There is a clear impact of nutrition on the potential development of Alzheimer’s disease and other late-life cognitive disorders. Green vegetables, berries, and other plant foods reduce risk, whereas animal products and processed foods increase risk.1-4 However, the damaging effects of unhealthy foods on the brain occur throughout life. Research suggests that the typical American childhood diet including burgers, pasta, pizza, chicken nuggets, french fries, processed sweetened cold cereals, sweets and soda negatively affects school performance and learning. Overall math performance in the U.S. lags far behind many other developed nations5, and it is likely that the nutrient-poor American diet is a significant contributing factor.
We as parents are strongly committed to supporting our children’s academic achievement. We want the best for our children, and we take an active interest in their schooling; we do everything we can to make sure that they will be well educated and able to compete as working adults in our increasingly technological world. However, how many parents think about the impact of the foods they give their children on their academic performance?
Parents must give their children’s brains the right raw materials with which to learn – and start early. Breast milk provides a DHA-rich foundation for a healthy brain, and when solid foods are added, their nutritional quality is of paramount importance for the brain’s continued development. Several studies have now found that dietary patterns in early childhood affect IQ scores years later. In one study, greater consumption of fruits and vegetables upon introducing solid foods was associated with higher IQ and better memory skills when at 4 years of age.6 Similarly in another study, children who regularly ate cookies, chocolate, other sweets, soda, and chips during the first two years of life showed decreased IQ at age 8 compared to children who did not eat these foods. Nutrition during this formative period has a meaningful long-term effect, providing building blocks to construct the growing brain.7 The brain is highly susceptible to oxidative stress, so a healthful, antioxidant-rich diet is especially beneficial for the brain and is likely involved in this link between natural plant foods and higher IQ scores.
Young children who are fed processed, nutrient-poor foods are likely to become unhealthy teenagers, and eventually unhealthy adults. Twenty-three percent of teens in the U.S. are prediabetic or diabetic, 22% have high or borderline high LDL cholesterol levels, and 14% have hypertension or prehypertension.8
A study tested cognitive abilities and performed brain MRIs on teens with and without metabolic syndrome, a combination of at least three diet-related metabolic abnormalities among a list including insulin resistance, high triglycerides and hypertension. The teens with metabolic syndrome had lower spelling and math scores, lower IQs, and reduced attention span. Their brain MRIs showed a smaller hippocampus, especially in those with insulin resistance – extremely important since the hippocampus is a part of the brain involved in learning new information.9 This means that our American obesity-promoting, diabetic promoting diet actually can cause parts of the brain to shrink. The researchers concluded that insulin resistance and other components of the metabolic syndrome, as a result of a poor diet, may impair teenagers’ academic performance, and maybe even their learning abilities throughout their lifetime.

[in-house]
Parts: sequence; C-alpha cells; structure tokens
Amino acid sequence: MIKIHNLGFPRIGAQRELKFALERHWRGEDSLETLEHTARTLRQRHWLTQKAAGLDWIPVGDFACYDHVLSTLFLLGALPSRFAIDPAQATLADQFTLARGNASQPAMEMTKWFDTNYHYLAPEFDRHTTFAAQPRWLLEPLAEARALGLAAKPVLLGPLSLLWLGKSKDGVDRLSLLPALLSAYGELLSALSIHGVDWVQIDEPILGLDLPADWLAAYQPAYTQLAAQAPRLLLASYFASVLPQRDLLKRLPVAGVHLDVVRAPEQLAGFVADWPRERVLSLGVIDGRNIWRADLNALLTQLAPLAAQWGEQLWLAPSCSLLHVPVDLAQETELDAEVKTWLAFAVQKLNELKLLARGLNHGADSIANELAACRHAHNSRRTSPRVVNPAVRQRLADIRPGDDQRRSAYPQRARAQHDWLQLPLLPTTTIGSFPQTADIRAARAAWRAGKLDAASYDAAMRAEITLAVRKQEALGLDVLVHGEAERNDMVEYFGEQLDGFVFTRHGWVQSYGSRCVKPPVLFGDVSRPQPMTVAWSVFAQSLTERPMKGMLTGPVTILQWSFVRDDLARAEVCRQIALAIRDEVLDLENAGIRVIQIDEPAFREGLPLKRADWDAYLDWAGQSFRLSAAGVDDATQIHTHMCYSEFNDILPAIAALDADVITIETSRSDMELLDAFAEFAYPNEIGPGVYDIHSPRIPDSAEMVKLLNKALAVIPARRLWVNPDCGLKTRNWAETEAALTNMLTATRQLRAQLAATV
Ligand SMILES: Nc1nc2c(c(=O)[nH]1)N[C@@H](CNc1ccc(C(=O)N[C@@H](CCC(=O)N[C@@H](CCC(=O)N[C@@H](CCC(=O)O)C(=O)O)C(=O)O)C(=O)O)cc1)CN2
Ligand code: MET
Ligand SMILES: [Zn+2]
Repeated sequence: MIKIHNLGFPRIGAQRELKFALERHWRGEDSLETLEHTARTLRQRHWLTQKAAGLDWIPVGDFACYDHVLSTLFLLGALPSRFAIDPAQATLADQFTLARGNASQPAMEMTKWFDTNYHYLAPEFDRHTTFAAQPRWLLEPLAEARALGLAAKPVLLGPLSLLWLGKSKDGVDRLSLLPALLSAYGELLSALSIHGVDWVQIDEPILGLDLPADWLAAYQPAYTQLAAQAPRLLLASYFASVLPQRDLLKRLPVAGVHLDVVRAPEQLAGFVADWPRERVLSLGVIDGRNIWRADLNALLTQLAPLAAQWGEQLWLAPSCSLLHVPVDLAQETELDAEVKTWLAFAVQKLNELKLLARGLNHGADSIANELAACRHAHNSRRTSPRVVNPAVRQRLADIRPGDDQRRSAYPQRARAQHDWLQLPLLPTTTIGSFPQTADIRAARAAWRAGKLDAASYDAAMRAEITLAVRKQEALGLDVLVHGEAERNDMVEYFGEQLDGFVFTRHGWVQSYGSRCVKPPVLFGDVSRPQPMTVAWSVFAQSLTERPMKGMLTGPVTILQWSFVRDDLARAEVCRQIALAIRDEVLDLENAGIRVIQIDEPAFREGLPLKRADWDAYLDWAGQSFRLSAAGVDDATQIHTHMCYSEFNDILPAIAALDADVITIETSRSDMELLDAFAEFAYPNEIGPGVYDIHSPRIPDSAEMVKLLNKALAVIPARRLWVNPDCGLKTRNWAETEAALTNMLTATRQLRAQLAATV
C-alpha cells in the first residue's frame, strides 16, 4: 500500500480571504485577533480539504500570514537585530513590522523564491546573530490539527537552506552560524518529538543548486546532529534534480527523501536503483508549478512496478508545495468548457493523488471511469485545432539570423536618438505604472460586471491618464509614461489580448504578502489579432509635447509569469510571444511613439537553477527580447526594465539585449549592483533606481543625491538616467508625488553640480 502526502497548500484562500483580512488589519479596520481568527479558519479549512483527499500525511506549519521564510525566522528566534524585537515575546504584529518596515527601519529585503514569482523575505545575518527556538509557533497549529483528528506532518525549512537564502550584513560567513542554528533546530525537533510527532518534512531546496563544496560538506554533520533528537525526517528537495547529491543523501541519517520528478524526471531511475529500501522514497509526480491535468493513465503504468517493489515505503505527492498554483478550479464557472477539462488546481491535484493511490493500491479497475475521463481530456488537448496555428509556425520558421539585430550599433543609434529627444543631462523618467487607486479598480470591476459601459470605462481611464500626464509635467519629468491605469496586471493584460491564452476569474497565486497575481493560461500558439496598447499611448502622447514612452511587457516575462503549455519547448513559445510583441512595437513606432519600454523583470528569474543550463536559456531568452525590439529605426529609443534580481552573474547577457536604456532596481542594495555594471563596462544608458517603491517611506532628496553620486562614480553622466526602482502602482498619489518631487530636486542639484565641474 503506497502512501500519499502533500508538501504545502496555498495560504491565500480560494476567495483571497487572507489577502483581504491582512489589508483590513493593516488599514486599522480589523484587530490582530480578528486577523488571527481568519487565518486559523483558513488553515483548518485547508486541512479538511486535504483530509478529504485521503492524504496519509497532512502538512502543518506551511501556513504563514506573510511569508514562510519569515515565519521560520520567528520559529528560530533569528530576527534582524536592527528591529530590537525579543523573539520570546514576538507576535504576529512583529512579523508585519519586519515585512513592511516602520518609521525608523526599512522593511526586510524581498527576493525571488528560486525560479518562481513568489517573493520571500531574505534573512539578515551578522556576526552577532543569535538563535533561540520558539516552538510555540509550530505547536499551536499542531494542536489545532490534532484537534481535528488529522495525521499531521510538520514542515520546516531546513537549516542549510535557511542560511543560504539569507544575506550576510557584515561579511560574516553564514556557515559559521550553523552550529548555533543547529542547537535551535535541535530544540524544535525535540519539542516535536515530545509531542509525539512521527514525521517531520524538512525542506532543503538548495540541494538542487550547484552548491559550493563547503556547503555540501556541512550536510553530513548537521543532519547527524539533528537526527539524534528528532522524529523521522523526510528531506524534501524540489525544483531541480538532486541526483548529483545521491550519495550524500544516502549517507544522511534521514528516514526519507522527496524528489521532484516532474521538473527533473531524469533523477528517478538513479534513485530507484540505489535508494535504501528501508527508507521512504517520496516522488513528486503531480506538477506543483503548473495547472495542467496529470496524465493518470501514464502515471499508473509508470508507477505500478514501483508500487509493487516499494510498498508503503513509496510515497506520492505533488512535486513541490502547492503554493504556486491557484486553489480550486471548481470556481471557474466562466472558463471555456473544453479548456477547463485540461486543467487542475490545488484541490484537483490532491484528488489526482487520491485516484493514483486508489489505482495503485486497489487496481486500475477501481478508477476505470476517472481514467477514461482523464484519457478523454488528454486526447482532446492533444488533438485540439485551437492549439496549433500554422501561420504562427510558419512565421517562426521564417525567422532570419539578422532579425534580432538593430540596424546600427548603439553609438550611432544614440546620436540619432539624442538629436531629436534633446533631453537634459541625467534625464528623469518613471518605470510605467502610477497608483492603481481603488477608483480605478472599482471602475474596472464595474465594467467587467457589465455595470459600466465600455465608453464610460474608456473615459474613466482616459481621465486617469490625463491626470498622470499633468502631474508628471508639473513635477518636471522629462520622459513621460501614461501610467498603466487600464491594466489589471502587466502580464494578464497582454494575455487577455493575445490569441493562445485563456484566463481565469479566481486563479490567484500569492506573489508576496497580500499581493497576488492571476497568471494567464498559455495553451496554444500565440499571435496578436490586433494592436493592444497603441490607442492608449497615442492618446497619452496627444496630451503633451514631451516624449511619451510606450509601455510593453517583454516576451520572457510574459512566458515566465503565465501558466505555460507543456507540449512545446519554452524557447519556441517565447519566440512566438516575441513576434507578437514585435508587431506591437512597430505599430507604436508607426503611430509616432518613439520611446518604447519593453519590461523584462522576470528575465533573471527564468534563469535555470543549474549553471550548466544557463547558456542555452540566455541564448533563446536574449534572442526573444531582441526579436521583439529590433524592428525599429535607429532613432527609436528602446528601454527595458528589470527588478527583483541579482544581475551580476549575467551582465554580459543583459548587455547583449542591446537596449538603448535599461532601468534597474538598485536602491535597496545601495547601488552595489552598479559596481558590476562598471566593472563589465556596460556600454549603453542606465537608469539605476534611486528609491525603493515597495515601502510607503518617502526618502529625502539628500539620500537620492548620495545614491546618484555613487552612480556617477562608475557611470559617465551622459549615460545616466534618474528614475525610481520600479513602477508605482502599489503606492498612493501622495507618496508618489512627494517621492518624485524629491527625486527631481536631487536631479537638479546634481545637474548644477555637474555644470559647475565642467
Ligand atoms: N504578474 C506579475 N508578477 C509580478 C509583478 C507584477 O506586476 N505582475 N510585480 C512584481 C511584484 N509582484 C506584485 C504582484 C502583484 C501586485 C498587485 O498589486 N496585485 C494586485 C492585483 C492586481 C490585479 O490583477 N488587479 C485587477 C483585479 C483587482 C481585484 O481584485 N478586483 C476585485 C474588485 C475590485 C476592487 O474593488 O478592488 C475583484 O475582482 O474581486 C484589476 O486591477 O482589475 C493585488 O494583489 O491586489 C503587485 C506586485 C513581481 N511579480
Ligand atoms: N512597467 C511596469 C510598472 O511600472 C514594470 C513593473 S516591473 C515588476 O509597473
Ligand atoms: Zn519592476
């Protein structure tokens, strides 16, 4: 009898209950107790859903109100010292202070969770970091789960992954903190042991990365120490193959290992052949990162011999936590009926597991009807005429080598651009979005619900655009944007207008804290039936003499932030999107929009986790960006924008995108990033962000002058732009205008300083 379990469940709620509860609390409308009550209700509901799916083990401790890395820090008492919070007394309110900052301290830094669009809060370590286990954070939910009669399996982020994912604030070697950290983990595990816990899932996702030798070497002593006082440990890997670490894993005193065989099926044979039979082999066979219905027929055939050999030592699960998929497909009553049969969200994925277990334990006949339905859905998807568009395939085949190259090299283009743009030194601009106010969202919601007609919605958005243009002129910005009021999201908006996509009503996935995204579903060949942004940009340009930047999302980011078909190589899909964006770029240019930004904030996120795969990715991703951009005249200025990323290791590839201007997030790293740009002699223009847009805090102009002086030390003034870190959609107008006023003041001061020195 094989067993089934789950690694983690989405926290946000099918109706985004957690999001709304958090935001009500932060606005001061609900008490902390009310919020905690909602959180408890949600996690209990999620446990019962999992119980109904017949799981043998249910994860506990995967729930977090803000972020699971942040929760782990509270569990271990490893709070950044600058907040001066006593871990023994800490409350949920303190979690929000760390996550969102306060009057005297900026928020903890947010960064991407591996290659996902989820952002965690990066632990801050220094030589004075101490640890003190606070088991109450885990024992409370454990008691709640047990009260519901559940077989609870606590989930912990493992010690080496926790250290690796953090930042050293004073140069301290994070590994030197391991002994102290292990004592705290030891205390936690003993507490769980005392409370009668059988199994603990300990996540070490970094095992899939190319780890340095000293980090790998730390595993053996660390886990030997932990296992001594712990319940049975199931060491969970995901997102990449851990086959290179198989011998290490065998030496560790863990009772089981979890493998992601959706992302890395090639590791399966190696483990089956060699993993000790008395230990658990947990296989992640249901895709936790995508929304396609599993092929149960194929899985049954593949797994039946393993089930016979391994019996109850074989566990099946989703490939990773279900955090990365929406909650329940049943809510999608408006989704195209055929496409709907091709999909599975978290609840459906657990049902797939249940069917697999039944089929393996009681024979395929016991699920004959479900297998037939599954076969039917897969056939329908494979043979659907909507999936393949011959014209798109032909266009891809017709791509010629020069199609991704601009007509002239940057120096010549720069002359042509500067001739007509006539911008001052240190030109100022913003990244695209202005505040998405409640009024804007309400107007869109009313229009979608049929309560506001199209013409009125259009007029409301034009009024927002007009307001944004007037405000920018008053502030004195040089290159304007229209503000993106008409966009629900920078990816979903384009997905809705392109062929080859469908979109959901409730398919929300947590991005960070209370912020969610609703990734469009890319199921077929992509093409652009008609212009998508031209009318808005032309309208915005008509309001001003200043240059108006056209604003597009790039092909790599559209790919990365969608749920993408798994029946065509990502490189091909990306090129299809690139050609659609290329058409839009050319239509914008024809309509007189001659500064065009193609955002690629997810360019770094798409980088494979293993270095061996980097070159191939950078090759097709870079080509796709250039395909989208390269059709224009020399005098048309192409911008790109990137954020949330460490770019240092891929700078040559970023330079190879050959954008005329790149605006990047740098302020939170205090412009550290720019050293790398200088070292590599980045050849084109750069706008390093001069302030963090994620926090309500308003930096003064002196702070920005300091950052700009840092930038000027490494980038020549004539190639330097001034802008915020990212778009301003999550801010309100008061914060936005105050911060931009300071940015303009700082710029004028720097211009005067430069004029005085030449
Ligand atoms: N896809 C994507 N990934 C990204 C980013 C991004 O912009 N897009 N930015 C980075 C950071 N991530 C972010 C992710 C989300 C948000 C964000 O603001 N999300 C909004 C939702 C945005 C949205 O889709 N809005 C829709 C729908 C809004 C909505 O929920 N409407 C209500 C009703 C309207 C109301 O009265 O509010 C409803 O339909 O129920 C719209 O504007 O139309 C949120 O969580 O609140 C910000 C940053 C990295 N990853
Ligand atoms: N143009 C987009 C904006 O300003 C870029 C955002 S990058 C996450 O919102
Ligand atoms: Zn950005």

The time to feed your children healthfully is now. A diet rich in greens, berries, other fruits and vegetables, beans, nuts and seeds is the only way to ensure that children get the array of phytochemicals, antioxidants, fatty acids and other micronutrients to adequately supply their growing and constantly learning brains. Junk food is not for kids.
Image credit: Flickr - stu_spivack
1. Otsuka M, Yamaguchi K, Ueki A. Similarities and differences between Alzheimer's disease and vascular dementia from the viewpoint of nutrition. Ann N Y Acad Sci 2002;977:155-161.
2. Morris MC, Evans DA, Bienias JL, et al. Dietary fats and the risk of incident Alzheimer disease. Arch Neurol 2003;60:194-200.
3. Joseph JA, Shukitt-Hale B, Willis LM. Grape juice, berries, and walnuts affect brain aging and behavior. J Nutr 2009;139:1813S-1817S.
4. Devore EE, Kang JH, Breteler MM, et al. Dietary intakes of berries and flavonoids in relation to cognitive decline. Ann Neurol 2012.
5. University of Southern California: U.S. Education Spending and Performance vs. the World. [Infographic]. http://mat.usc.edu/u-s-education-versus-the-world-infographic/. Accessed October 12, 2012.
6. Gale CR, Martyn CN, Marriott LD, et al. Dietary patterns in infancy and cognitive and neuropsychological function in childhood. J Child Psychol Psychiatry 2009;50:816-823.
7. Smithers LG, Golley RK, Mittinty MN, et al. Dietary patterns at 6, 15 and 24 months of age are associated with IQ at 8 years of age. Eur J Epidemiol 2012;27:525-535.
8. May AL, Kuklina EV, Yoon PW. Prevalence of Cardiovascular Disease Risk Factors Among US Adolescents, 1999-2008. Pediatrics 2012;129:1035.
9. Yau PL, Castro MG, Tagani A, et al. Obesity and metabolic syndrome and functional and structural brain impairments in adolescence. Pediatrics 2012;130:e856-864.